For most of its existence as a U.S. city, Washington D.C. has not been a gateway city. It drew plenty of new residents from people moving across state lines within the U.S., but it simply wasn’t a major hub for global migration. However, in the last few decades that has all changed. In 1970 only 4% of Washington D.C. was born outside of the U.S., but by 2010 that figure had jumped to 22%, making the metro area of Washington D.C. the 7th largest concentration of international migrants in the country.
Furthermore, when someone thinks of evangelism & church planting among Central Americans, they certainly don’t think of Washington. Naturally, we imagine ministry taking place in their home countries in Central America, and if someone does think of reaching Central Americans in diaspora communities, they probably think of Los Angeles or Houston. However, the metro area of Washington D.C. is home to 200,000 El Salvadorans, 40,000 Guatemalans, and 38,000 Hondurans. Considering most Central American capitals are generally only between 1 to 2 million people, these are fairly significant numbers.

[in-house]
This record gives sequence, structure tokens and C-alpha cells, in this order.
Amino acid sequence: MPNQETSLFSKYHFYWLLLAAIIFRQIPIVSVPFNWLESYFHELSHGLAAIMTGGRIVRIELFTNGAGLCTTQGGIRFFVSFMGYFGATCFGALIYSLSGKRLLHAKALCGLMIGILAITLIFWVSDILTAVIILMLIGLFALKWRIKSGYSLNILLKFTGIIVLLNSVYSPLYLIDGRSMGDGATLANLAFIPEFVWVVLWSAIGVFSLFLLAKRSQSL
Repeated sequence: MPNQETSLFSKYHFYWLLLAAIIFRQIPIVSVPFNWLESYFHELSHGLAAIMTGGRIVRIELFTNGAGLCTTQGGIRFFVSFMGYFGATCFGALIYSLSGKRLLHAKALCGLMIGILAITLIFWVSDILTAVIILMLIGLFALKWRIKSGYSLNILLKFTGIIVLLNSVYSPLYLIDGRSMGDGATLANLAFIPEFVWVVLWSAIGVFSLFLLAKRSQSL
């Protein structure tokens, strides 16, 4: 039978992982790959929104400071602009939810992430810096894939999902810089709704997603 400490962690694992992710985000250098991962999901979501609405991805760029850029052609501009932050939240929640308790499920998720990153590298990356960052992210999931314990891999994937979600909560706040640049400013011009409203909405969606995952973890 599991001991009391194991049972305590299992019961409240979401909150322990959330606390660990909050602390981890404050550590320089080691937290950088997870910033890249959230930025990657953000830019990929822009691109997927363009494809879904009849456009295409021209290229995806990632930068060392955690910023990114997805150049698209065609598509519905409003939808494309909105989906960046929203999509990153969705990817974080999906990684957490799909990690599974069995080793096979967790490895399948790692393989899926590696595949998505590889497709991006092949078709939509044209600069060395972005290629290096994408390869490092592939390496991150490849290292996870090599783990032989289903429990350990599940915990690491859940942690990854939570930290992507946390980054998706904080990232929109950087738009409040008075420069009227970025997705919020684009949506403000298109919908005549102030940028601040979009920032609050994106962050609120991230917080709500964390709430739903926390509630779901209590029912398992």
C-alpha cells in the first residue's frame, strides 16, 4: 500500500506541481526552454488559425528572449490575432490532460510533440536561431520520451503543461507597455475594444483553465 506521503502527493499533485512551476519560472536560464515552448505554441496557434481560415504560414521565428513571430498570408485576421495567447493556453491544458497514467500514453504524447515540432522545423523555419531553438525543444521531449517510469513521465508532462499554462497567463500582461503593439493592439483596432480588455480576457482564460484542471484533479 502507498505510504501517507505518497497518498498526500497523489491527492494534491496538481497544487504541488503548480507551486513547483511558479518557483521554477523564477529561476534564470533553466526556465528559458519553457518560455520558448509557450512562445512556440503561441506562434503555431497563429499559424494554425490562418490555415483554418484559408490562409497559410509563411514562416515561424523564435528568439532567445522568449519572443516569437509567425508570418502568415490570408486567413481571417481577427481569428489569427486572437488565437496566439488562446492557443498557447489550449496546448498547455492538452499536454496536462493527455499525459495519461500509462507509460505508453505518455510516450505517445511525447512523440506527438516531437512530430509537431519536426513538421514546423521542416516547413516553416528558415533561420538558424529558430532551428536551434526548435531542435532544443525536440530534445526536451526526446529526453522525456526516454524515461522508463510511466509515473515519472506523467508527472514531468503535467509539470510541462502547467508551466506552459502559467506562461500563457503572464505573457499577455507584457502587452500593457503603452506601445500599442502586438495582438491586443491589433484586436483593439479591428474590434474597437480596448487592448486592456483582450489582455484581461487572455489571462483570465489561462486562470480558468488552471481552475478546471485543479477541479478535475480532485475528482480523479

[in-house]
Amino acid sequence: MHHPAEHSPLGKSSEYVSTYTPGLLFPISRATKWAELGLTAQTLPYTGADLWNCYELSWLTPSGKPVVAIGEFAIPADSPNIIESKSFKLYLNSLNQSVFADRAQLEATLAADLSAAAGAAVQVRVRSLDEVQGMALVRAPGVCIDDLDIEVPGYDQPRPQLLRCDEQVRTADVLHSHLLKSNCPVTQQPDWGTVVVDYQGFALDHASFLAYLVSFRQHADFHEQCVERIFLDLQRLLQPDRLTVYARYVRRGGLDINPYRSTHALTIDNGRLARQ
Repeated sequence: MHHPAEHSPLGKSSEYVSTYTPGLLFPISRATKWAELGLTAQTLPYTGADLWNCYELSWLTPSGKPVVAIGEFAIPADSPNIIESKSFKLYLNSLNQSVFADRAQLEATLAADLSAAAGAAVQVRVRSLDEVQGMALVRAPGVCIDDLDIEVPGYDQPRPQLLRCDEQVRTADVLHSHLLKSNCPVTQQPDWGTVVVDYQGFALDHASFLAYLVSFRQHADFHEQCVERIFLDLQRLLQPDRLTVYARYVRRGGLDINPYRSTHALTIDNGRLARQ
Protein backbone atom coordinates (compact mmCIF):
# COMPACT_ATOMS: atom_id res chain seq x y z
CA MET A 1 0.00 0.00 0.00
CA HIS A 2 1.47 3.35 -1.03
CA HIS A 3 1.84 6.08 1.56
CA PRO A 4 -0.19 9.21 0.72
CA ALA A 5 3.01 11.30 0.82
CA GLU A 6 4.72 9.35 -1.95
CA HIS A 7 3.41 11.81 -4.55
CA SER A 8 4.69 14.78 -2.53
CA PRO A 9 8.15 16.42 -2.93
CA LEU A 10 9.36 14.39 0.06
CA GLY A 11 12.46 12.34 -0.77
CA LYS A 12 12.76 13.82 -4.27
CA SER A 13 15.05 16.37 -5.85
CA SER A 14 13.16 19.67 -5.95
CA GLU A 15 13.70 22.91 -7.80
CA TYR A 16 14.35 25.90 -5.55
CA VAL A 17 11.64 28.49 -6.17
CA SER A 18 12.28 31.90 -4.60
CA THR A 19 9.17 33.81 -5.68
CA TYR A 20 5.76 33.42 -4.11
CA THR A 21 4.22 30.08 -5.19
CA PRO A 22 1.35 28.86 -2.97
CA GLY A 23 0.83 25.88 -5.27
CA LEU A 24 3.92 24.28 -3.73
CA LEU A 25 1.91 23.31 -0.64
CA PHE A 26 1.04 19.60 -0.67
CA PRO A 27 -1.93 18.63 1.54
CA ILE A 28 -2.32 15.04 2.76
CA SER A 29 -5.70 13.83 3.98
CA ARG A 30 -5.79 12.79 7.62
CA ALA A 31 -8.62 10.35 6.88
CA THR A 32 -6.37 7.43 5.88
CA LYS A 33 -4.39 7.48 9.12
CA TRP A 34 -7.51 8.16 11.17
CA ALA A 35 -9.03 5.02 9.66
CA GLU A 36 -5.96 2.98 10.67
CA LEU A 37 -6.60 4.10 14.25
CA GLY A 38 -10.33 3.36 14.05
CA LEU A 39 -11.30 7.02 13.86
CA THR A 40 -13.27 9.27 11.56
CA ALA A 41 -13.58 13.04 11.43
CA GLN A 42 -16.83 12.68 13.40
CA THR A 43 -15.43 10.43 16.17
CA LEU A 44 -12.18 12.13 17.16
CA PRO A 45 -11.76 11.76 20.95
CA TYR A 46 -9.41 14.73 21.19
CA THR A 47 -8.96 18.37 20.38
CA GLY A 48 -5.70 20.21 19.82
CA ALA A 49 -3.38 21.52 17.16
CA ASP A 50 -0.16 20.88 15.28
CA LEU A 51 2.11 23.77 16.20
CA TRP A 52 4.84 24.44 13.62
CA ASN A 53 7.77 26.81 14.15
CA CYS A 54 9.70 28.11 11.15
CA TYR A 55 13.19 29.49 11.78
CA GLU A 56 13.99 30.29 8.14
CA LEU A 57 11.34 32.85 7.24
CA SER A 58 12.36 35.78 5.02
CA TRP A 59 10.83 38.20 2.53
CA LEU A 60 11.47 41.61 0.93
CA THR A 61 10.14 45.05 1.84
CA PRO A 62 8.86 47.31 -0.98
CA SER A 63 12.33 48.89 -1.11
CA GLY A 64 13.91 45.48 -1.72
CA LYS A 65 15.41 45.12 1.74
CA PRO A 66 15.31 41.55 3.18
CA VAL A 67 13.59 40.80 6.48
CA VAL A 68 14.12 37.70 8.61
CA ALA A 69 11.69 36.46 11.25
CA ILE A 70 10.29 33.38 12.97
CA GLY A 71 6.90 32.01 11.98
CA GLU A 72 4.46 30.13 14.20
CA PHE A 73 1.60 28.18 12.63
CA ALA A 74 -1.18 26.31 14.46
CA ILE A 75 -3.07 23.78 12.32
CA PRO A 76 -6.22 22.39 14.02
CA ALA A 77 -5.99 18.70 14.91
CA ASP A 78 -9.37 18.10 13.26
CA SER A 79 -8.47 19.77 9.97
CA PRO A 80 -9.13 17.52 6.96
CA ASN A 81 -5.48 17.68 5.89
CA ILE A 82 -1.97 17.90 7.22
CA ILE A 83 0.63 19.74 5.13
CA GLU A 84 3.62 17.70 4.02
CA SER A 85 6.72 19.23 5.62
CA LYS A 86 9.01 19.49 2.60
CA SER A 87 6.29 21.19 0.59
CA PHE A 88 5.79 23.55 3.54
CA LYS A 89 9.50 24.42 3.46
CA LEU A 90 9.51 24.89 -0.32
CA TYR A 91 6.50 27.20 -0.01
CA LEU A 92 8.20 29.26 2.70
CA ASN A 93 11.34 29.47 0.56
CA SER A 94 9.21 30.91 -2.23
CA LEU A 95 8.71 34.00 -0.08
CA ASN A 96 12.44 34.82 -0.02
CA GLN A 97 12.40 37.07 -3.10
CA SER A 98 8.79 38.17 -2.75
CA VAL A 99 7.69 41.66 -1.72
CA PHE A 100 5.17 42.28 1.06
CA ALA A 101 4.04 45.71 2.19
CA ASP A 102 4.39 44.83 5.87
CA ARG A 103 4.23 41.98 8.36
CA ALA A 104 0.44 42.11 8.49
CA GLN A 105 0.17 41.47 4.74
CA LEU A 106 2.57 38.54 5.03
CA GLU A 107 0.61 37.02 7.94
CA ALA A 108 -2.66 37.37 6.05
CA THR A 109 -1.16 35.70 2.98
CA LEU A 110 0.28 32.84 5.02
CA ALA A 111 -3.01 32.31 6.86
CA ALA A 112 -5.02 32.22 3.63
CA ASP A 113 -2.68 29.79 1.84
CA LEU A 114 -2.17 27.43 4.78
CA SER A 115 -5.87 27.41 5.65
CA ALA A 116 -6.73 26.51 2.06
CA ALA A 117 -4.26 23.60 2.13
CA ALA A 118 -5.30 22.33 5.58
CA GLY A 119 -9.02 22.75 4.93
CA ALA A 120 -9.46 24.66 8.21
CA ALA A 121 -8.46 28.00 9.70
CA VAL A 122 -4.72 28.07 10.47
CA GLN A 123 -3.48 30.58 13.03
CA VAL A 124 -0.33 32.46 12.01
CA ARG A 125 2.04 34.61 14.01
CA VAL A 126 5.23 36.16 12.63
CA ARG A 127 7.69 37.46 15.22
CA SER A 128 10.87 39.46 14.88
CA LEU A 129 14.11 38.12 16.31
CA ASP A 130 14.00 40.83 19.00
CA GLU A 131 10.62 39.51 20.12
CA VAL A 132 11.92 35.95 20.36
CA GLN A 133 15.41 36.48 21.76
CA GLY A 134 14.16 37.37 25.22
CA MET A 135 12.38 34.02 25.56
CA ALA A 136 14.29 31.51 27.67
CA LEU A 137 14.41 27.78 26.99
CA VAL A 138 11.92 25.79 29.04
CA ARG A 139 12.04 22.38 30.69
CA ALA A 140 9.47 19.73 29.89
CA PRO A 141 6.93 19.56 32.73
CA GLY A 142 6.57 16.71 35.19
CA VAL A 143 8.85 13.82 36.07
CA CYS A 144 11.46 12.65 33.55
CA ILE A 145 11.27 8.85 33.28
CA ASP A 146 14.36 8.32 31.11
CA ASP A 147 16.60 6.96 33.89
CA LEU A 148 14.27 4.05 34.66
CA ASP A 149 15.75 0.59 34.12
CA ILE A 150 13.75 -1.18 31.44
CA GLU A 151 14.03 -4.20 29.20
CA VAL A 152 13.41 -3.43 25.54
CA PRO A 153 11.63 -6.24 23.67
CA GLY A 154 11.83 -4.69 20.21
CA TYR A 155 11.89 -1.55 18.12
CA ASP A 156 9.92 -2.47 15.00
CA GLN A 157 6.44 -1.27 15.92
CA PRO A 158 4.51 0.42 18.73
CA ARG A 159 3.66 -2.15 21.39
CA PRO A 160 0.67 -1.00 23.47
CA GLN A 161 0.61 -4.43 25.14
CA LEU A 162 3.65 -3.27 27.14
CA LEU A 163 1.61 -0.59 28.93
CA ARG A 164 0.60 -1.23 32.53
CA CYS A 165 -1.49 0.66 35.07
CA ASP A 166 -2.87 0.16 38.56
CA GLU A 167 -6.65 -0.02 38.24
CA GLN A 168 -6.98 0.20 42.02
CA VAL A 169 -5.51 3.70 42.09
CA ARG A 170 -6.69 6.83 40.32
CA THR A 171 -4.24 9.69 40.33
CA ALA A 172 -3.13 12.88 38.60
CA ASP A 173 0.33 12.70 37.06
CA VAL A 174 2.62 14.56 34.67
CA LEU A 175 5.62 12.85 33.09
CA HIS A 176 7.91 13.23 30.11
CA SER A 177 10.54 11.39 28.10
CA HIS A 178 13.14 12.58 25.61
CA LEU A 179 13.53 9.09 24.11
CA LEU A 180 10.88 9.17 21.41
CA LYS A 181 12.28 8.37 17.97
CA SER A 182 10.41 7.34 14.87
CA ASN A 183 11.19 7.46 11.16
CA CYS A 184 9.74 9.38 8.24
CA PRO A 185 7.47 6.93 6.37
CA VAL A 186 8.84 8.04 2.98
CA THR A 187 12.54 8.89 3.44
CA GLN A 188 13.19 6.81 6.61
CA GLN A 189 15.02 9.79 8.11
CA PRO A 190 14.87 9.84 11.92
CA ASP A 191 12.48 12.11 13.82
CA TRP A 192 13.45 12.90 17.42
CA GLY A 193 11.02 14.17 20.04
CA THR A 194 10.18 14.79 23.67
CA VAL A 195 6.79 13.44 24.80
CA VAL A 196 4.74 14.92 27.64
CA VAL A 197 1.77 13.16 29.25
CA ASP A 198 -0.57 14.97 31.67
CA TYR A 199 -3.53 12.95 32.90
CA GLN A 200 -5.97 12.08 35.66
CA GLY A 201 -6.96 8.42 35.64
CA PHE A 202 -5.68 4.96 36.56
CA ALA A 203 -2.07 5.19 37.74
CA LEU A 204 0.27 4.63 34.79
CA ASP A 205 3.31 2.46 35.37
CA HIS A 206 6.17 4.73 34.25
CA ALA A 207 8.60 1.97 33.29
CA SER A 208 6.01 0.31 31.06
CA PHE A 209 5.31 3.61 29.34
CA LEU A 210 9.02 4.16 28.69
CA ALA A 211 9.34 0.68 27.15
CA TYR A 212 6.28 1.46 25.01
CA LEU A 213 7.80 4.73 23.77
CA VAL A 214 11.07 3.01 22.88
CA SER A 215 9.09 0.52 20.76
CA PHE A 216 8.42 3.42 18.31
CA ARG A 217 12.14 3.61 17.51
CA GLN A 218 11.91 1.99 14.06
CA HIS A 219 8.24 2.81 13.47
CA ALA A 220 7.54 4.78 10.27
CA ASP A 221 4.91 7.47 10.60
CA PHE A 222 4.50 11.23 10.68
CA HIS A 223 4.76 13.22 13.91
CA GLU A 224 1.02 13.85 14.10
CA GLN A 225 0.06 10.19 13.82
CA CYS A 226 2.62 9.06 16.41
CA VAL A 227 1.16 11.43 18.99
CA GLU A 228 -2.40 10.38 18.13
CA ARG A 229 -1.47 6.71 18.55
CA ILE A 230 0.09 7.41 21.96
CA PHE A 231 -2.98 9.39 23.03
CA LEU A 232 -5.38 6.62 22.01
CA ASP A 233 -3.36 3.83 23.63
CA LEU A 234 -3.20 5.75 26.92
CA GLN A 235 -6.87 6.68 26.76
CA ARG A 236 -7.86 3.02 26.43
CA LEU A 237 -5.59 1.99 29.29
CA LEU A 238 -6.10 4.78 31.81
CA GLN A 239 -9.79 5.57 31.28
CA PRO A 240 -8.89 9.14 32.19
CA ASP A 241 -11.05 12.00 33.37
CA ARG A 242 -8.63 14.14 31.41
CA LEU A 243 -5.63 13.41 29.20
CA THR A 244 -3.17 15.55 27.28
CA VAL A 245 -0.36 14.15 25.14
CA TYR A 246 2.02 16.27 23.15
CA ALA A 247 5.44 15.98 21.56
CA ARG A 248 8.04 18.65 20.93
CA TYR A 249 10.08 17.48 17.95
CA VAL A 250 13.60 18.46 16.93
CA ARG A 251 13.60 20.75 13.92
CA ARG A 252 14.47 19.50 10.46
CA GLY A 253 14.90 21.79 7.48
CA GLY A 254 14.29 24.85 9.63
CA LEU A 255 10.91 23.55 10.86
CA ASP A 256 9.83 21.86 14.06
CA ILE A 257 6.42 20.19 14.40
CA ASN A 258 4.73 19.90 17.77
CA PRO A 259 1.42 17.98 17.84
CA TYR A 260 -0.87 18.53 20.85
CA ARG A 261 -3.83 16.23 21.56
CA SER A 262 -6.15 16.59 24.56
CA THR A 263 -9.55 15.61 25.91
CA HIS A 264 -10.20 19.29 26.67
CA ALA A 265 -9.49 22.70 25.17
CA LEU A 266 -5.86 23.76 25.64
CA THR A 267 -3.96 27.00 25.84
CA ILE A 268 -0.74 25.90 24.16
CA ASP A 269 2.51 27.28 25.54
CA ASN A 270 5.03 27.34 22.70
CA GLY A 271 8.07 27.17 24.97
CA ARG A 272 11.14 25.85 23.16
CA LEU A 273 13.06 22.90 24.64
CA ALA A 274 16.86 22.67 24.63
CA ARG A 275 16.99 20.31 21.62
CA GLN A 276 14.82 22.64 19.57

As it turns out, Washington D.C. is a dynamic mission field for impacting Central American peoples living in the U.S. A number of El Salvadorans, Guatemalans, and Hondurans have sought refuge outside of their homeland, and many are building new lives for their families. The opportunity to share hospitality, the importance of learning some Spanish, and the reality of cross-cultural mission are all realities of ministry in the D.C. region. With one in five residents of Washington born outside of the U.S., there is an amazing opportunity to reach the nations next door.